Frequently Asked Questions

  • Where do I start?

    Many people find it easiest to start at the cemetery—making arrangements for the land, crypt or cremation niche that will be required.

  • Can all the arrangements be made at Pinecrest Remembrance Services?

    Pinecrest Cemetery offers the convenience of on-site visitation rooms, a memorial chapel and a reception facility. An entire funeral service and reception can be arranged and conducted at the cemetery—making it easier for friends and family.

  • Is burial the only option?

    No, remains can be buried in the ground or entombed in a crypt in a mausoleum. Crypts are designed either for one or for two caskets. Cremated remains can also be buried or placed in a niche in what is called a columbarium. Mausoleums and columbariums can be outdoors or indoors, depending on the cemetery you choose.

    Land burial is the traditional option. Burial plots can be purchased singly or in multiples. Some families purchase several burial plots to accommodate all members of their families. In some cases, cremated remains can be buried in a family plot without the purchase of an additional lot.

  • What happens with a cremation?

    The casket is placed in a cremation chamber where, through a process of heat and evaporation, the body is reduced to fragments of human bone, which is pulverized. Many people prefer this option for environmental reasons.

    After cremation, the remains are placed in an urn. The urn is then buried or placed in a niche specifically designed for cremated remains, or buried—either in a special place designed for urns or, in some cases, in a burial plot.

  • How do most people commemorate life at a funeral?

    Traditionally, Canadians chose to have a visitation/wake. A wake normally involved one or two days of visitation, with the casket present. This provides friends and family members with an opportunity to say their good-byes and pay their respects to the family of the deceased. The visitation/wake is then followed by a funeral service—in a church or in a funeral home.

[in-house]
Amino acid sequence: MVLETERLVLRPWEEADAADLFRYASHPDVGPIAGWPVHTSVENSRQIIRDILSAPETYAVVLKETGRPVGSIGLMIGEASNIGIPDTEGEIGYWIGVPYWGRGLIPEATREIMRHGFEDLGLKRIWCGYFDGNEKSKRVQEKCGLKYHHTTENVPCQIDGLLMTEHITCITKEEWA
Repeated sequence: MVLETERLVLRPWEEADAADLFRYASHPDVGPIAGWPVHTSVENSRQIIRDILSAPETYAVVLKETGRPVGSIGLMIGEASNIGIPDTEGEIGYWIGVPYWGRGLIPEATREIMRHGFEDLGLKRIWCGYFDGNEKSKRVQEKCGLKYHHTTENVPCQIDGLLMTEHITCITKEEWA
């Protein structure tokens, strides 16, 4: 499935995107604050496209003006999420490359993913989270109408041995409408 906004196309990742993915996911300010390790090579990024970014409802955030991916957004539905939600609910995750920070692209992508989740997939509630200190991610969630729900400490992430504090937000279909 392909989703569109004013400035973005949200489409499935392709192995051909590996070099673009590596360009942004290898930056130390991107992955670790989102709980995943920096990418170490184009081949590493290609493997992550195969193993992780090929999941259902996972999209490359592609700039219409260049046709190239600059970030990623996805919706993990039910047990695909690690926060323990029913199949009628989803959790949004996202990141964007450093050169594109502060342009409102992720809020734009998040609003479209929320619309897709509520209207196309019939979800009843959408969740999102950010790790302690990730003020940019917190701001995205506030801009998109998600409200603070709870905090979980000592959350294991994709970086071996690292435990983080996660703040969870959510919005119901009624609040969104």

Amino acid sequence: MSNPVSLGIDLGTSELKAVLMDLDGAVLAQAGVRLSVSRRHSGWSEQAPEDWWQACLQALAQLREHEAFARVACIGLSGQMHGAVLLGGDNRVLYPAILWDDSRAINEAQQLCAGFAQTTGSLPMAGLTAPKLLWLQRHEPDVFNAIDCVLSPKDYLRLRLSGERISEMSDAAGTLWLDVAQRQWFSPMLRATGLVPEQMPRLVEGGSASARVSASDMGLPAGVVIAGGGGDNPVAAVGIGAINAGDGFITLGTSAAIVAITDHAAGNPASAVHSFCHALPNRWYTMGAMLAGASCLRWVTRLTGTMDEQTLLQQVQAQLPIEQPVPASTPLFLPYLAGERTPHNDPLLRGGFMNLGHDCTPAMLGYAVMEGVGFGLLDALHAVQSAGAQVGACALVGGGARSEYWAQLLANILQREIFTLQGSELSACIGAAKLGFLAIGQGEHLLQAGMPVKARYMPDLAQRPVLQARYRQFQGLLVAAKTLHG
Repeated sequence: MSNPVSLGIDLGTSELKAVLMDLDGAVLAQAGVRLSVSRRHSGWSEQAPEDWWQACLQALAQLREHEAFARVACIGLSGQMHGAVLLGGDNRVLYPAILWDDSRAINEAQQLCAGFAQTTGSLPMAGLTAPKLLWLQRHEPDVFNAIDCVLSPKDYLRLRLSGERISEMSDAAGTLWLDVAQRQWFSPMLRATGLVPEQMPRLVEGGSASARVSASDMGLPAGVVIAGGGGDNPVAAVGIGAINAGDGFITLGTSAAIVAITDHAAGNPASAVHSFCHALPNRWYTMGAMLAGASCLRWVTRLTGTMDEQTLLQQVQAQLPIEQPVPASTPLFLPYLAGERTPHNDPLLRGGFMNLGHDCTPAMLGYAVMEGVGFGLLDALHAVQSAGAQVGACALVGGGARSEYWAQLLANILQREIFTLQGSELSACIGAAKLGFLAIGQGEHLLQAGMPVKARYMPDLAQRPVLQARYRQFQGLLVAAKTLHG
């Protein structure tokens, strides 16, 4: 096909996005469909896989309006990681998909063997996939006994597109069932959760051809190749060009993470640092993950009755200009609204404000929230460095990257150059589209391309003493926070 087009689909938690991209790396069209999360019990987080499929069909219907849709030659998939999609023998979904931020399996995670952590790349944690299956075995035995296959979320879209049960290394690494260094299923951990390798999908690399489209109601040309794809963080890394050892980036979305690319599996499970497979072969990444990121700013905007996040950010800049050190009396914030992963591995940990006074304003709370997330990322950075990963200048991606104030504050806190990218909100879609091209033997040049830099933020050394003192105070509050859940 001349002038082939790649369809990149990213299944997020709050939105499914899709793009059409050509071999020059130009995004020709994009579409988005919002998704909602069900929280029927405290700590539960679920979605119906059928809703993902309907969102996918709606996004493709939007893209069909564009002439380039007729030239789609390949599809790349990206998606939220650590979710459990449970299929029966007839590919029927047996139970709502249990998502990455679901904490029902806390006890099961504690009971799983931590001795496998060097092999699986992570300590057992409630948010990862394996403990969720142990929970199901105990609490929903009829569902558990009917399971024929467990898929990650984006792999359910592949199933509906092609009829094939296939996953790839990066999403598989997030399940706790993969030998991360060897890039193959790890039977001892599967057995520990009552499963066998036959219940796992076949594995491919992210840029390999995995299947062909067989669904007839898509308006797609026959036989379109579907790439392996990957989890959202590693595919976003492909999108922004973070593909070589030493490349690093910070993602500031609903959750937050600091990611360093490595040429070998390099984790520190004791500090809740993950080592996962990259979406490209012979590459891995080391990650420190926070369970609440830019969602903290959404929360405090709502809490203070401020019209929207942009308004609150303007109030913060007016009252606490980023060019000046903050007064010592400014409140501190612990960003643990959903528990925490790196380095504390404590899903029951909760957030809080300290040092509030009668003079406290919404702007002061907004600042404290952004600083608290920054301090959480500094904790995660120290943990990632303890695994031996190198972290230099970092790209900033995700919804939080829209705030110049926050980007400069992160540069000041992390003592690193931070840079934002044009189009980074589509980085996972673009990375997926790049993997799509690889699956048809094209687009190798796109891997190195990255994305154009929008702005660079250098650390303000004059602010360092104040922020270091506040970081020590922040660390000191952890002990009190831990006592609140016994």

However, these days, some families are choosing alternatives, such as a simple memorial service, without the body present. Often, this service takes place at the cemetery, so the memorial service and internment happen in one place, at the same time. We will help you and your family make decisions about these details that reflect your beliefs and your desires.

  • What permanent markers are usually used?

    Traditionally, the memorial is a granite monument or flat bronze marker. In columbariums or mausoleums, the memorial is generally an inscription or a bronze plaque.

    For cremations, families may wish to scatter remains. However, bereavement experts believe it is crucial to have a place where family and friends can go to remember.  For these occasions, we offer memorial benches or trees marked by an inscription honouring the loved one.  As scattering can not be undone, keeping a portion of cremated remains for an extended period of time allows surviving family members to ensure scattering is the right choice.

    Again, the choice is yours. In every decision, we’re here to help.